May God rest his soul and may Our Holy Church remember that regardless of the current helmsman, the captain of the ship knows what is going on and is in complete control. We place our Trust in Christ. Pray for the Pope’s conversion.

  3. Romero was the subject of a political murder. The question there would be whether or not the motive was his Catholic witness.

  4. The timing of many canonizations are political to some degree. Sadly, the canonization process seems to have, in effect, denigrated to enshrining Cults of Personality to a great extent. And that didn’t start with Pope Francis.

  5. Sure, personality cults can be an issue in canonizations. But for Paul VI and this particular Argentine bishop, it seems that the lack of a popular cult is more the issue. Unless by “cult” you mean “admiring fellow cleric.”

    Restoring the “devil’s advocate” is an absolute must.

  6. Restoring the “devil’s advocate” is an absolute must.

    Agreed. You and I both know Dale what a sham legal proceedings are quickly reduced to without competent counsel on both sides, and traditionally the Church regarded the canonization process in some sense as a legal proceeding.

  7. The restoration of the Devil’s Advocate is an absolute must in my view. The canonization of a saint should be the fruit of a rigorous process. The memory of the particular saint being canonized deserves that.

    I think at the very least fifty years should elapse after the death of a pope before his cause can even be opened. For a pontificate as long as JPII’s at a hundred years. The whole Santo Subito craze that took place even before JPII’s death and especially immediately after was disastrous, especially with the whole Maciel debacle. Until this day, we are not sure how aware St. JPII was of what was really going on there. If there is another shoe bound to drop in that case, it could do serious harm to credibility of his canonization and the canonization of saints as a whole.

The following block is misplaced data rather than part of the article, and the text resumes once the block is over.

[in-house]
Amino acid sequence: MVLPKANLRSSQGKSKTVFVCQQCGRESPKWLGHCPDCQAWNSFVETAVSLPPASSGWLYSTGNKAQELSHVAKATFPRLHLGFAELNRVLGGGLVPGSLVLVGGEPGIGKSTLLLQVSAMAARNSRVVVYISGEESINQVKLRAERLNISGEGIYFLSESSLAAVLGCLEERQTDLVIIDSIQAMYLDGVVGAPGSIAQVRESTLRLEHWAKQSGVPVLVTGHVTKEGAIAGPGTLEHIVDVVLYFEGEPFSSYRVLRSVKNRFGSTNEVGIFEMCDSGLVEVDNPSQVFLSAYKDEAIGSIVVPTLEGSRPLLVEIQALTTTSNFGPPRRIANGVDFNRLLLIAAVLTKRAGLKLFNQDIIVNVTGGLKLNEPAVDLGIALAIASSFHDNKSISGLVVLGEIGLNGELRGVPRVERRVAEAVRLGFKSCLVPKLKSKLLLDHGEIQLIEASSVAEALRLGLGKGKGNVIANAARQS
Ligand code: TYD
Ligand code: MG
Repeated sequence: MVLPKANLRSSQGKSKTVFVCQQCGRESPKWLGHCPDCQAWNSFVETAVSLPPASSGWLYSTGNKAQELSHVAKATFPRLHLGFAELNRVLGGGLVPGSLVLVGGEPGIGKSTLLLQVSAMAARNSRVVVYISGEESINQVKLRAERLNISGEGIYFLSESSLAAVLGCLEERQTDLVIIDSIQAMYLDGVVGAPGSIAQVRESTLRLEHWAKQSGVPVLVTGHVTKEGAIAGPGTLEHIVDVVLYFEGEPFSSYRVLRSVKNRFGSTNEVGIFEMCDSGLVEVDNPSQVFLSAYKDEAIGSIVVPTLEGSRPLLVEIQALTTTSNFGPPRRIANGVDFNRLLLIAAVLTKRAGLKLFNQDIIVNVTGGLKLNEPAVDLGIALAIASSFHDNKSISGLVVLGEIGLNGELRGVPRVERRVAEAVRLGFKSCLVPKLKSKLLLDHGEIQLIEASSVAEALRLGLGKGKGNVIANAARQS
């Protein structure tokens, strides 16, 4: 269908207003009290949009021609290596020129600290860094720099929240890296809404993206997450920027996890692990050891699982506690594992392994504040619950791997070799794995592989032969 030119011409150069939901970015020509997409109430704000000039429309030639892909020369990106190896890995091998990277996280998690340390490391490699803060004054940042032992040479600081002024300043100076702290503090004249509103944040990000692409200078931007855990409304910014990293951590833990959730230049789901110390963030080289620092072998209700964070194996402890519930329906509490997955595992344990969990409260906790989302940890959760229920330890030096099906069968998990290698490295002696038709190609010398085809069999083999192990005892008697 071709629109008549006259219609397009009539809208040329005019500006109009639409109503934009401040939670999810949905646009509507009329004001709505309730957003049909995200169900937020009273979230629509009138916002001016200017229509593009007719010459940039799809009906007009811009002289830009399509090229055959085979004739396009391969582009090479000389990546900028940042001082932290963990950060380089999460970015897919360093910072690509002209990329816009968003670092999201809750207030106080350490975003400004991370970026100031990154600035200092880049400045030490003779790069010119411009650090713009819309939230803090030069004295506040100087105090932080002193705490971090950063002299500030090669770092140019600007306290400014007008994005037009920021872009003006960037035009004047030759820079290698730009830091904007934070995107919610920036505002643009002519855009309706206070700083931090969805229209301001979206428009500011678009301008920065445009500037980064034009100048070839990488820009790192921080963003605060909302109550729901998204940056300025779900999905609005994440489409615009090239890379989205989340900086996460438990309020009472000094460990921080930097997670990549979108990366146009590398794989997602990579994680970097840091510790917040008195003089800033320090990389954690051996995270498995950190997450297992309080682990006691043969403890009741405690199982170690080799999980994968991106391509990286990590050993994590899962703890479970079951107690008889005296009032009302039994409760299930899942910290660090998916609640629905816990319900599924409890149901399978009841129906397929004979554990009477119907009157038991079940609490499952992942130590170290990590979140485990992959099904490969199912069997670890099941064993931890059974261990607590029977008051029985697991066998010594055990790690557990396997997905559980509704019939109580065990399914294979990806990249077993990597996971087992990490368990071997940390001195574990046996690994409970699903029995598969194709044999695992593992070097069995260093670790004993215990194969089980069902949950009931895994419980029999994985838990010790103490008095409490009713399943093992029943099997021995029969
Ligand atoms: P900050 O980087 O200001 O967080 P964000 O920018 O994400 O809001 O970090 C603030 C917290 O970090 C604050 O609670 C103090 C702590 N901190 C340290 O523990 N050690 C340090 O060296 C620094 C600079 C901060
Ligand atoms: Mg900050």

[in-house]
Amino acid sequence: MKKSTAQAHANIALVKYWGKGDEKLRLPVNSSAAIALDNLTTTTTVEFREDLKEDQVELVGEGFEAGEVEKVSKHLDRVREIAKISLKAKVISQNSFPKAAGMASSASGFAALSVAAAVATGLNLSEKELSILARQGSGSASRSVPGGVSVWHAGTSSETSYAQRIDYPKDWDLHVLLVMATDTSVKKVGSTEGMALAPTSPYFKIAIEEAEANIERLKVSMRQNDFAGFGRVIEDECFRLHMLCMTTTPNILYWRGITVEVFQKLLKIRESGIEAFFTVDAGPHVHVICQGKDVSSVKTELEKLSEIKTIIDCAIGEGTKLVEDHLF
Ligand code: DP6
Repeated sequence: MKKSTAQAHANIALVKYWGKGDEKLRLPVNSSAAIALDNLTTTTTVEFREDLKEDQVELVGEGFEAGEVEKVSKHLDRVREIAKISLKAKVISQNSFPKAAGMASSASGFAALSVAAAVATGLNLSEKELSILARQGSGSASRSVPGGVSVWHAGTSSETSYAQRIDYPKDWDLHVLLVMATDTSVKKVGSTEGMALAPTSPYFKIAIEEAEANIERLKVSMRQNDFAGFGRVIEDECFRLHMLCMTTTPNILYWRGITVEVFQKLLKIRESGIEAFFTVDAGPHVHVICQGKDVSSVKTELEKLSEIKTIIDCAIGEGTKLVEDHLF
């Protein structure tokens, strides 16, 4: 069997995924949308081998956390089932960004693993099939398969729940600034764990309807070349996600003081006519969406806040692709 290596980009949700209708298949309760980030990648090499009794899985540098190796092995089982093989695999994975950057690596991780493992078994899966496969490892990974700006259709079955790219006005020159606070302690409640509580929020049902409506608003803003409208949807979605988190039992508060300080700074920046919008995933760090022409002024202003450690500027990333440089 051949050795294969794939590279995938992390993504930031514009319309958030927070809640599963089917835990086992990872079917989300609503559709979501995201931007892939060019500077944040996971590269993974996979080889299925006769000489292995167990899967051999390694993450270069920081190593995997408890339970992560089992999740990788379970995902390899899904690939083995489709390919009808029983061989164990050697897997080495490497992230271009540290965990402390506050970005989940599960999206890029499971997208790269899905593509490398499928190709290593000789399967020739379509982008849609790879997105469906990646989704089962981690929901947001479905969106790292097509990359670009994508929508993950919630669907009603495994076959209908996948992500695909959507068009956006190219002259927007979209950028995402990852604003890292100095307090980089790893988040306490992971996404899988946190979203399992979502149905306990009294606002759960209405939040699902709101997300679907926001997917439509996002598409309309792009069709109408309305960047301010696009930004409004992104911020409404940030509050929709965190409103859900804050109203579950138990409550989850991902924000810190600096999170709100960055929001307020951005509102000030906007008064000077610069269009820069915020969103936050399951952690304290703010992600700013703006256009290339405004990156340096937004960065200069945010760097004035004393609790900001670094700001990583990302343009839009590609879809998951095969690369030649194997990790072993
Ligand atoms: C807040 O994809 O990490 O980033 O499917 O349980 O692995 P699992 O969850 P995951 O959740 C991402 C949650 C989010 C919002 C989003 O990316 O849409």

Even under the old system, just under forty years had elapsed between the death and canonization of Pius X. A bit hasty for a pope.

  8. What St John Paul achieved in his lifetime was remarkable. Saints are human and therefore would absolutely have made bad calls throughout their lifetime- St John Paul 2 being no exception. And I’m certain if we lived in the time of some of the greatest Saints in our Church there would have likely been personal criticisms of these mortals. They just lived out their lives in extraordinary and heroic ways.

    I’m biased here- my husband has a great admiration of St John Paul 2 and I’m sure it wasn’t a coincidence that in 2013, my last chemo was on 22nd October- St. John Paul 2 Feast Day. St JP2 was opposed to liberation theology and this was obvious when he became vocally opposes to the use of artificial contraception, even refusing to condone it for use in poorer countries regardless of how much the world banged on about the poor and population problems. St Mother Teresa was another saint also (she also had a quick path to canonisation).

    However I’m not aware of the details
    of some of the recent “speedy” beatification and saint-hoods, so Im not sure if it’s a good thing or bad thing.